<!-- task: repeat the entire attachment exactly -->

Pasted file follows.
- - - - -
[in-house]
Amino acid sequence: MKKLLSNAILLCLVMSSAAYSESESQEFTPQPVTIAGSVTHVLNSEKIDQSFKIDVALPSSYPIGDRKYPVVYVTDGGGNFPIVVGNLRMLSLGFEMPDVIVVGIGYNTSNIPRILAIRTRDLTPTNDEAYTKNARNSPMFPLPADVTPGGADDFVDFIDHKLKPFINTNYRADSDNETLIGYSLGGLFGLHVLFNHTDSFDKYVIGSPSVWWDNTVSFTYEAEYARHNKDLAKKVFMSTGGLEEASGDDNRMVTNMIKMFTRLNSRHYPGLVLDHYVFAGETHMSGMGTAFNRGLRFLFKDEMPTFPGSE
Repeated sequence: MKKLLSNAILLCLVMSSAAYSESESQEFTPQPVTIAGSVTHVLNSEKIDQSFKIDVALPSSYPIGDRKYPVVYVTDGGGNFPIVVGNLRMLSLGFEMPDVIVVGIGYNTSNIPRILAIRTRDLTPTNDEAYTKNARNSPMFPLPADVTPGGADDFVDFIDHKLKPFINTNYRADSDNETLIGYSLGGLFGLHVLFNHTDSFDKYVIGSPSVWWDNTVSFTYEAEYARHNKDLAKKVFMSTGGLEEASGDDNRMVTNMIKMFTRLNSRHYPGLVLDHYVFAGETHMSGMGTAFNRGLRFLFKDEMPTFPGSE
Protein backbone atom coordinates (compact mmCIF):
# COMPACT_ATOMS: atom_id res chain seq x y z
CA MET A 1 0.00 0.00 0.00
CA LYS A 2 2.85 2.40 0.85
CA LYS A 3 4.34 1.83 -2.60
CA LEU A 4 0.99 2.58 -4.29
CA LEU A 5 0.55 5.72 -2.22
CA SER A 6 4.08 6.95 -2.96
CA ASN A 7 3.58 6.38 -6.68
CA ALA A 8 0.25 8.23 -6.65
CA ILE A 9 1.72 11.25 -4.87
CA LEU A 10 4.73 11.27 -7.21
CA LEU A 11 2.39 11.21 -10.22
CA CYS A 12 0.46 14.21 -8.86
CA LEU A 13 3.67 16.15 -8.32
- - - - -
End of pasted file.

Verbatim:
[in-house]
Amino acid sequence: MKKLLSNAILLCLVMSSAAYSESESQEFTPQPVTIAGSVTHVLNSEKIDQSFKIDVALPSSYPIGDRKYPVVYVTDGGGNFPIVVGNLRMLSLGFEMPDVIVVGIGYNTSNIPRILAIRTRDLTPTNDEAYTKNARNSPMFPLPADVTPGGADDFVDFIDHKLKPFINTNYRADSDNETLIGYSLGGLFGLHVLFNHTDSFDKYVIGSPSVWWDNTVSFTYEAEYARHNKDLAKKVFMSTGGLEEASGDDNRMVTNMIKMFTRLNSRHYPGLVLDHYVFAGETHMSGMGTAFNRGLRFLFKDEMPTFPGSE
Repeated sequence: MKKLLSNAILLCLVMSSAAYSESESQEFTPQPVTIAGSVTHVLNSEKIDQSFKIDVALPSSYPIGDRKYPVVYVTDGGGNFPIVVGNLRMLSLGFEMPDVIVVGIGYNTSNIPRILAIRTRDLTPTNDEAYTKNARNSPMFPLPADVTPGGADDFVDFIDHKLKPFINTNYRADSDNETLIGYSLGGLFGLHVLFNHTDSFDKYVIGSPSVWWDNTVSFTYEAEYARHNKDLAKKVFMSTGGLEEASGDDNRMVTNMIKMFTRLNSRHYPGLVLDHYVFAGETHMSGMGTAFNRGLRFLFKDEMPTFPGSE
Protein backbone atom coordinates (compact mmCIF):
# COMPACT_ATOMS: atom_id res chain seq x y z
CA MET A 1 0.00 0.00 0.00
CA LYS A 2 2.85 2.40 0.85
CA LYS A 3 4.34 1.83 -2.60
CA LEU A 4 0.99 2.58 -4.29
CA LEU A 5 0.55 5.72 -2.22
CA SER A 6 4.08 6.95 -2.96
CA ASN A 7 3.58 6.38 -6.68
CA ALA A 8 0.25 8.23 -6.65
CA ILE A 9 1.72 11.25 -4.87
CA LEU A 10 4.73 11.27 -7.21
CA LEU A 11 2.39 11.21 -10.22
CA CYS A 12 0.46 14.21 -8.86
CA LEU A 13 3.67 16.15 -8.32